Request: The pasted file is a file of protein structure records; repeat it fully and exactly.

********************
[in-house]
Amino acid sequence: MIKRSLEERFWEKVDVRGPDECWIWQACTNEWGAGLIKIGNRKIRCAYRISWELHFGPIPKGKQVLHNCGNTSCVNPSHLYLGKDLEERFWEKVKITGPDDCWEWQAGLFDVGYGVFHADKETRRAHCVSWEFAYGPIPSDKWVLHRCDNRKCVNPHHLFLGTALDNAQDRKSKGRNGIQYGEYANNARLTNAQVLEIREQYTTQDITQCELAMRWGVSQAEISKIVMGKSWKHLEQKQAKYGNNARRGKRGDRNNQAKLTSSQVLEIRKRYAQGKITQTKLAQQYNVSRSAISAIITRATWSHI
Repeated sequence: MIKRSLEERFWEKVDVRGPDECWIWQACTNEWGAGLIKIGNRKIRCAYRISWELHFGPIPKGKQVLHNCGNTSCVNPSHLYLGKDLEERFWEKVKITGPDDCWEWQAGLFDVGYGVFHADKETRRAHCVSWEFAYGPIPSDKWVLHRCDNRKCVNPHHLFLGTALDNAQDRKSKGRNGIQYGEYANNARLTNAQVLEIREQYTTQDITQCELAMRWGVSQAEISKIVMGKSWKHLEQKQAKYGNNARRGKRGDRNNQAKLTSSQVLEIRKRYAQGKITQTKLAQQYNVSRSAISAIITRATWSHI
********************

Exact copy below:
[in-house]
Amino acid sequence: MIKRSLEERFWEKVDVRGPDECWIWQACTNEWGAGLIKIGNRKIRCAYRISWELHFGPIPKGKQVLHNCGNTSCVNPSHLYLGKDLEERFWEKVKITGPDDCWEWQAGLFDVGYGVFHADKETRRAHCVSWEFAYGPIPSDKWVLHRCDNRKCVNPHHLFLGTALDNAQDRKSKGRNGIQYGEYANNARLTNAQVLEIREQYTTQDITQCELAMRWGVSQAEISKIVMGKSWKHLEQKQAKYGNNARRGKRGDRNNQAKLTSSQVLEIRKRYAQGKITQTKLAQQYNVSRSAISAIITRATWSHI
Repeated sequence: MIKRSLEERFWEKVDVRGPDECWIWQACTNEWGAGLIKIGNRKIRCAYRISWELHFGPIPKGKQVLHNCGNTSCVNPSHLYLGKDLEERFWEKVKITGPDDCWEWQAGLFDVGYGVFHADKETRRAHCVSWEFAYGPIPSDKWVLHRCDNRKCVNPHHLFLGTALDNAQDRKSKGRNGIQYGEYANNARLTNAQVLEIREQYTTQDITQCELAMRWGVSQAEISKIVMGKSWKHLEQKQAKYGNNARRGKRGDRNNQAKLTSSQVLEIRKRYAQGKITQTKLAQQYNVSRSAISAIITRATWSHI